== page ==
Our superlegislature

Supreme_Court_of_the_United_StatesNeil Gorsuch was sworn in, informally, and has joined the Supreme Court.  A more ceremonial swearing in will take place later.  But he is already on the job, in time to hear some important cases.

In a column on the “nuclear option,” Charles Krauthammer observes that the Supreme Court has been turned into a “superlegislature.”  Liberals especially are looking to the court to achieve their political ends.

Liberal judicial theory says that the courts should honor “evolving social norms.”  But surely, Krauthammer says, elected representatives are in a better position to reflect evolving social norms.  Constitutionally, the judicial branch should instead be keeping all of these evolving social norms within the parameters of the Constitution. [Read more…]

Judge blocks Trump’s new travel ban

Derrick_K._WatsonPresident Trump’s new travel ban, revised to eliminate the legal difficulties that a judge found in his first order, has also been thrown out by a federal judge.

A Hawaii federal court blocked the ban, which was to go in effect today.

The judge said that Trump’s campaign comments about Muslims show that the restrictions on travel or immigration from six terrorist-infected countries have the true purpose of discriminating against a religion.

But if the target is Muslims, why aren’t Muslims from the rest of the world blocked?  Why just those six countries?

It seems strange to me that a judge insists on interpreting a policy according to  campaign rhetoric.  This, even after the policy was revised to remove the apparent connection.  What if the president had a complete change of heart about things he said in the heat of the campaign?  Would his policies still be interpreted according to what he said back then?  I just don’t understand how legally the effusions of a campaign speech can have the force of law in determining the meaning of a statute.

Photo of Judge Derrick K. Watson, by United States District Court for the District of Hawaii [Public domain], via Wikimedia Commons

[Read more…]

Overriding Obama’s veto so victims can sue Saudi Arabia

Congress passed a bill allowing 9/11 victims to sue Saudi Arabia for enabling some of its citizens to carry out the attacks.  But President Obama vetoed the measure, saying that it would violate the principle that sovereign nations are immune from foreign lawsuits by private citizens and will open the United States to similar suits.

Yesterday, in a rare show of bipartisan unity, Congress overrode the veto.  That requires 2/3 of the vote, but this override was 97-1 in the Senate and 348 to 77 in the Senate, as Democrats voted against their own president.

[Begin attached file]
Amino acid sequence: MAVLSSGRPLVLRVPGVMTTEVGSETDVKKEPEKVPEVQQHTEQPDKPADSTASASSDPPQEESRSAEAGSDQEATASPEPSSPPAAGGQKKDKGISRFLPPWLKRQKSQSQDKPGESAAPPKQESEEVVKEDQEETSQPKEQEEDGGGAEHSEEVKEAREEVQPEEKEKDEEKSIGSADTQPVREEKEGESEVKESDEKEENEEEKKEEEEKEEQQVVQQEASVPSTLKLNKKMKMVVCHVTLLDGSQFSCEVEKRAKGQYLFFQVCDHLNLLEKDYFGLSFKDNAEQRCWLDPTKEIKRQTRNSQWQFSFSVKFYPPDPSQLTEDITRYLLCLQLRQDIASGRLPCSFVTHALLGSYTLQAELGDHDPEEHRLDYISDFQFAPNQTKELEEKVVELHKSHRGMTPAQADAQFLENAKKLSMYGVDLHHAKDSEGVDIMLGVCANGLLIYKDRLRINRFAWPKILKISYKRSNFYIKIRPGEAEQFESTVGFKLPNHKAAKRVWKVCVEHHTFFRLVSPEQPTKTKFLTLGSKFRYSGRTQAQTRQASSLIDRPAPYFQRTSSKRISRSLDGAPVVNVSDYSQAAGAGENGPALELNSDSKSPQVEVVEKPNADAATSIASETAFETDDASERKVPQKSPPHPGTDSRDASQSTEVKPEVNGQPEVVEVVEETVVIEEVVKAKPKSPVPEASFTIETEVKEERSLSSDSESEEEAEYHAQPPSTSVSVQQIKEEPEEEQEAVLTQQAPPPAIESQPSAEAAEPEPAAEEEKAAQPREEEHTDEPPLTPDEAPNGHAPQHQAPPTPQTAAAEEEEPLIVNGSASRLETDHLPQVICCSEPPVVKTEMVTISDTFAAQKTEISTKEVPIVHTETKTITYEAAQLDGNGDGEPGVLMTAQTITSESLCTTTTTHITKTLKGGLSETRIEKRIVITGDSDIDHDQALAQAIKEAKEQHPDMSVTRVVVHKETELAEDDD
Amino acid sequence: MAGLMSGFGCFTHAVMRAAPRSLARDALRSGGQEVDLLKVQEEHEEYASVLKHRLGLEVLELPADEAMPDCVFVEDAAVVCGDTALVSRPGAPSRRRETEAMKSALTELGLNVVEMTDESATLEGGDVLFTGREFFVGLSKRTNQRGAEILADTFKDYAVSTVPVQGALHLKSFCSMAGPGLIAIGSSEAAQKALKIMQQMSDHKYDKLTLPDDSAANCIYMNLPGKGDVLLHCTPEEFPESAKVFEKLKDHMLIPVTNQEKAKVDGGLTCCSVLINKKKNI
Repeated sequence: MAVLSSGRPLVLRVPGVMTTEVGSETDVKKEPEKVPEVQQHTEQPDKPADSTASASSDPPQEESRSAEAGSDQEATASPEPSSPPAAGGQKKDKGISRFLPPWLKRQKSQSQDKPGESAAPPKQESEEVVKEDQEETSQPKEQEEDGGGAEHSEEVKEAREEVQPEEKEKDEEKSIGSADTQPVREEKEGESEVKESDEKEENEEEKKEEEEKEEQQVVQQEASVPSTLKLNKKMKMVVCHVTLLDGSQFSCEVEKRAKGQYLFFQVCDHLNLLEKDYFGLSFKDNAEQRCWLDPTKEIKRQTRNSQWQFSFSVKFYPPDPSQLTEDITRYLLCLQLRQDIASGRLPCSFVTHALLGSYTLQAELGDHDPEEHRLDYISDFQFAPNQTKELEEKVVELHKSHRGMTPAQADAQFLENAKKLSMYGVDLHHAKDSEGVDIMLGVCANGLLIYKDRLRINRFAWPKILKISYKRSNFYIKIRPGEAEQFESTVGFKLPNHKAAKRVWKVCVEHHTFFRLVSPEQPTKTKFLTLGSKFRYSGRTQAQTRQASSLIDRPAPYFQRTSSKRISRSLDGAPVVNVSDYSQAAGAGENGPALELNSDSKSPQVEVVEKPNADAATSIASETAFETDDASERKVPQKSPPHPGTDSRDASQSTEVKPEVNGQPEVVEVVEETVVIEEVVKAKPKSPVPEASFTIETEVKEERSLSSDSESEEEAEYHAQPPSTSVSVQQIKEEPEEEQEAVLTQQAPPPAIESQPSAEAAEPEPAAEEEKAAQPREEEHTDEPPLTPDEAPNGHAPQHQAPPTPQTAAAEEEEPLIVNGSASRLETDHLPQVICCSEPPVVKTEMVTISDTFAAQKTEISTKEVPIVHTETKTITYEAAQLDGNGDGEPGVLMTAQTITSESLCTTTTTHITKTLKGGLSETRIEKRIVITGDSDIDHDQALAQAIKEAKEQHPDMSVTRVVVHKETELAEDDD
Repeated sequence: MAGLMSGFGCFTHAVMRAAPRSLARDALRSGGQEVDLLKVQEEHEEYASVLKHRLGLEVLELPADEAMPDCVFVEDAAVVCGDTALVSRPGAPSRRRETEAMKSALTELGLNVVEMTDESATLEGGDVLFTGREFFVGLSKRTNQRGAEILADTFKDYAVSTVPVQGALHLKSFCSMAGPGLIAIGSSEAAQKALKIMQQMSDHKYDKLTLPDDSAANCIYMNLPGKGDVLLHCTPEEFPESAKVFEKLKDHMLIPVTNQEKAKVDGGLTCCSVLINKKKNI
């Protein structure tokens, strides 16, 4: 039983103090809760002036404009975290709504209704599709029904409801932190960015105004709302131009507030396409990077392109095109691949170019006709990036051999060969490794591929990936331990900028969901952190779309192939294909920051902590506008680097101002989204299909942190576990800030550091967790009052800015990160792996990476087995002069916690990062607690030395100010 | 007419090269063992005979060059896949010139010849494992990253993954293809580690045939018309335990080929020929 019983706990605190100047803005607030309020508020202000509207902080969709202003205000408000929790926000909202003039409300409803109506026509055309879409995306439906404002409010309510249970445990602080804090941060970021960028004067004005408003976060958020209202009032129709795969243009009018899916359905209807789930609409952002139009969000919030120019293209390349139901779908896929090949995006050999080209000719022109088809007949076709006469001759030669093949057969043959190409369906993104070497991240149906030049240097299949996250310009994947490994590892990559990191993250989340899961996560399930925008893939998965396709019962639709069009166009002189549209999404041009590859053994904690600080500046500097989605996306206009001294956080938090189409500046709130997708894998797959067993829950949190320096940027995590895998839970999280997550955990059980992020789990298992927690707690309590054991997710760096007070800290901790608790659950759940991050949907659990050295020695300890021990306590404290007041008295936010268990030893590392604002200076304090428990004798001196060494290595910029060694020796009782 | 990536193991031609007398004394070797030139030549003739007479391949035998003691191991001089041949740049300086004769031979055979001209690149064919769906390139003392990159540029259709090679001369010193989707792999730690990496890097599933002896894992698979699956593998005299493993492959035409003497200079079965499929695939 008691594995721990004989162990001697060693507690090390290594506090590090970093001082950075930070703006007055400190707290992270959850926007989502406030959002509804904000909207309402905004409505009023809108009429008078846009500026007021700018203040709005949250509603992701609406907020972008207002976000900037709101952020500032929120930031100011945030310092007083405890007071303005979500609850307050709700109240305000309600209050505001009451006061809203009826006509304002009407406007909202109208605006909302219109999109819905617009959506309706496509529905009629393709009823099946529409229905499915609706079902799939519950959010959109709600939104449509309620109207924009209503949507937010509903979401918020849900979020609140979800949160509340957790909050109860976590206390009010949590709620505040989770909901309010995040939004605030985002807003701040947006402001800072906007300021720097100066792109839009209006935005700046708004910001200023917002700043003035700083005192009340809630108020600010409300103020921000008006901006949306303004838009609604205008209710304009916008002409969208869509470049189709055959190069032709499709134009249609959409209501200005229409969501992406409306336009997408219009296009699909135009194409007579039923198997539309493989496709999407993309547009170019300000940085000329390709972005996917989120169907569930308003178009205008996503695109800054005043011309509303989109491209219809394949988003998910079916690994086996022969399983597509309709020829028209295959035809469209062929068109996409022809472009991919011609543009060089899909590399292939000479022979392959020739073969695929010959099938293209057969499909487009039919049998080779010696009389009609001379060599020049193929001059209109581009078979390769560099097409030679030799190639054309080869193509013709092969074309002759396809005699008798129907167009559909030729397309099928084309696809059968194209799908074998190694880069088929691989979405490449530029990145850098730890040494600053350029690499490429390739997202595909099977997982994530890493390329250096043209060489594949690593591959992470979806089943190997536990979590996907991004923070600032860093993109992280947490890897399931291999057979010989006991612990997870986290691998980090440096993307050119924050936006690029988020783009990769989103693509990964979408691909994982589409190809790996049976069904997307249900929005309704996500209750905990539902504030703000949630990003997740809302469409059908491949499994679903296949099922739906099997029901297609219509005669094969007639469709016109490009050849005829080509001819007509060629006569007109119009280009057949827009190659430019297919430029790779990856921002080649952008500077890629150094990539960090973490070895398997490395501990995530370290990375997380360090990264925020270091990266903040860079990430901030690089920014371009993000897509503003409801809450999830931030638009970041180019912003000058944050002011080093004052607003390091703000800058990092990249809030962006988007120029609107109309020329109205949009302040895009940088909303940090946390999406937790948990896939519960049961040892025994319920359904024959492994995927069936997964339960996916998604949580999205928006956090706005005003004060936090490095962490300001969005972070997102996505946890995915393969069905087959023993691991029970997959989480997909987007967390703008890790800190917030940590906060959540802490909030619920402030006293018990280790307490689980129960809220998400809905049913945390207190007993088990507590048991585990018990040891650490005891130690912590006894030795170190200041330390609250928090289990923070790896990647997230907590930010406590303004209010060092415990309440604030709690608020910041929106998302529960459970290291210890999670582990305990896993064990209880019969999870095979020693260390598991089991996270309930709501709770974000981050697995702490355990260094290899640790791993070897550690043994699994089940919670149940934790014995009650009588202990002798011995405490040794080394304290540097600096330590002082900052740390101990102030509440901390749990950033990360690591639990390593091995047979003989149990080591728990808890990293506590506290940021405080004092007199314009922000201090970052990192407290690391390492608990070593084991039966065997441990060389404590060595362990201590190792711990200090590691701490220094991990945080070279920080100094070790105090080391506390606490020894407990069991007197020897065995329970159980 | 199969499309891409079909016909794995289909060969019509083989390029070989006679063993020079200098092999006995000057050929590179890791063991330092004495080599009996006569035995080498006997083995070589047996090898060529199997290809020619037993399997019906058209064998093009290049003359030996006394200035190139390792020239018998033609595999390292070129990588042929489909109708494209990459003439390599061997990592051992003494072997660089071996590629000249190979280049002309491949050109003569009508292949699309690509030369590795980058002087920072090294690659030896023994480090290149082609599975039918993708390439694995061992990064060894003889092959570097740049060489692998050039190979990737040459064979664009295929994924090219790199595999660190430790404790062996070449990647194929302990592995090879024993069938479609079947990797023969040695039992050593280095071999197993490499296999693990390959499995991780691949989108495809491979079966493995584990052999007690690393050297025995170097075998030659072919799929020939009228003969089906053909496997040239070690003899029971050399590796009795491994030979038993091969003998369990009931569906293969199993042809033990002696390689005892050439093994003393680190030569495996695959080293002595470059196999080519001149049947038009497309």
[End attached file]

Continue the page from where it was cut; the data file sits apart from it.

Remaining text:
That’s satisfying emotionally, but is it wise for Congress to interfere in foreign relations, traditionally the domain of the Executive Branch?  And is it wise to throw out sovereign immunity?  Won’t this jeopardize American military, intelligence, and diplomatic operatives, as well as claims from foreign citizens who don’t like us against the nation as a whole?  Or is it worth the risk to get back at Saudi Arabia? [Read more…]

Congress approves war with ISIL with little debate

Congress signed off on President Obama’s plan for an air war against the Islamic State, both in Iraq and in Syria.  The war authorization was attached to a budget bill, and it passed both the House and the Senate on a bi-partisan vote with virtually no debate.

The last two times we entered a war in Iraq, Congress held extensive hearings and debates.  But not this time. [Read more…]

Supremes reject Obama’s “recess” appointments

The Constitution’s balance of powers is re-asserting itself.  President Obama had been appointing officials that need Senate approval by doing so during holidays when Senators were out of town.  Since the Constitution allows for temporary appointments when the Senate is in recess (back when the Senate was a part time body with long periods between sessions), the President claimed these short holiday breaks constituted a “recess,” even though the Senate was still in session.

The Supreme Court has ruled–unanimously!–that these appointments  are illegal.  The Judicial branch is reining in the Executive Branch in its attempts to exert its power at the expense of the Legislative branch.  The Constitution still works. [Read more…]

When the president does it, it’s not illegal

Those who oppose Obamacare may well be glad that the President keeps delaying the implementation of parts of the law (namely, the employer mandate and the limits on out-of-pocket expenses).  But there is a deeper issue:  The law says that these measures are to go into effect in 2014.  But now the President says, “no they won’t.”  By what authority can the President just change a Constitutionally-enacted law?

George Will says that the President’s increasing habit of by-passing Congress, ignoring laws, and legislating by Executive fiat is an example of the flagrantly unconstitutional principle affirmed by Richard Nixon :  “When the president does it, that means it is not illegal.” [Read more…]